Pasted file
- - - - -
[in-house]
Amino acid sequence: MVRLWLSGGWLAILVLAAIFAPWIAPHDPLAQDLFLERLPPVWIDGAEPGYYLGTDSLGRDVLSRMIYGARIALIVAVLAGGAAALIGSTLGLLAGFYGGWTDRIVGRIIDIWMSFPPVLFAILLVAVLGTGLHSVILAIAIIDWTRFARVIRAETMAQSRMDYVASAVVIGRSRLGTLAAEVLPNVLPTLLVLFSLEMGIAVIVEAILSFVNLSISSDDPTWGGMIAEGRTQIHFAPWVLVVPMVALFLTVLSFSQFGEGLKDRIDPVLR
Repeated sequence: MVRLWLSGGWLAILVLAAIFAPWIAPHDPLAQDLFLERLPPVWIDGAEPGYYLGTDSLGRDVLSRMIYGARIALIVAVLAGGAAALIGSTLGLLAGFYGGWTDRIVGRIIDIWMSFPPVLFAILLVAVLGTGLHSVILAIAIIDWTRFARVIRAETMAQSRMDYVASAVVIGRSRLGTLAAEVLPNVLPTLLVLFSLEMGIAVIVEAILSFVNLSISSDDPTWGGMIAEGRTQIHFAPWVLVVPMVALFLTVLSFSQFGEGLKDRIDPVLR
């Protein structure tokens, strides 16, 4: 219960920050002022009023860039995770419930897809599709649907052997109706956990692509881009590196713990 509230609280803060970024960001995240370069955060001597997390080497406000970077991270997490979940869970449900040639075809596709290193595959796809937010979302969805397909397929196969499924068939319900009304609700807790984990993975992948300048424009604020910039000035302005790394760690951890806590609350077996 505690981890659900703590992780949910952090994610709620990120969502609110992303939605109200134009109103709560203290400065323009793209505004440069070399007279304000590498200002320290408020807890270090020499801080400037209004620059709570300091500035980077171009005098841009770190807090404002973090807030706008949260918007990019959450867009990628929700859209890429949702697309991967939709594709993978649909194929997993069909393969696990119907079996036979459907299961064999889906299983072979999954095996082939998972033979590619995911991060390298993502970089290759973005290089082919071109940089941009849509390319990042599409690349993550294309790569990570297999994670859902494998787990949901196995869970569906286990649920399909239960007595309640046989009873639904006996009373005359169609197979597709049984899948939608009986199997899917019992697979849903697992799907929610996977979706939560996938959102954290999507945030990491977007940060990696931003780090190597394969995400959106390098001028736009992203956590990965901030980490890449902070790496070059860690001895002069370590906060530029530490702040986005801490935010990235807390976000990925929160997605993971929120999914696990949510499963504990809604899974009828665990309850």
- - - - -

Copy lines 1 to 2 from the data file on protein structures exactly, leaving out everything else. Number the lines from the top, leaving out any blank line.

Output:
[in-house]
Amino acid sequence: MVRLWLSGGWLAILVLAAIFAPWIAPHDPLAQDLFLERLPPVWIDGAEPGYYLGTDSLGRDVLSRMIYGARIALIVAVLAGGAAALIGSTLGLLAGFYGGWTDRIVGRIIDIWMSFPPVLFAILLVAVLGTGLHSVILAIAIIDWTRFARVIRAETMAQSRMDYVASAVVIGRSRLGTLAAEVLPNVLPTLLVLFSLEMGIAVIVEAILSFVNLSISSDDPTWGGMIAEGRTQIHFAPWVLVVPMVALFLTVLSFSQFGEGLKDRIDPVLR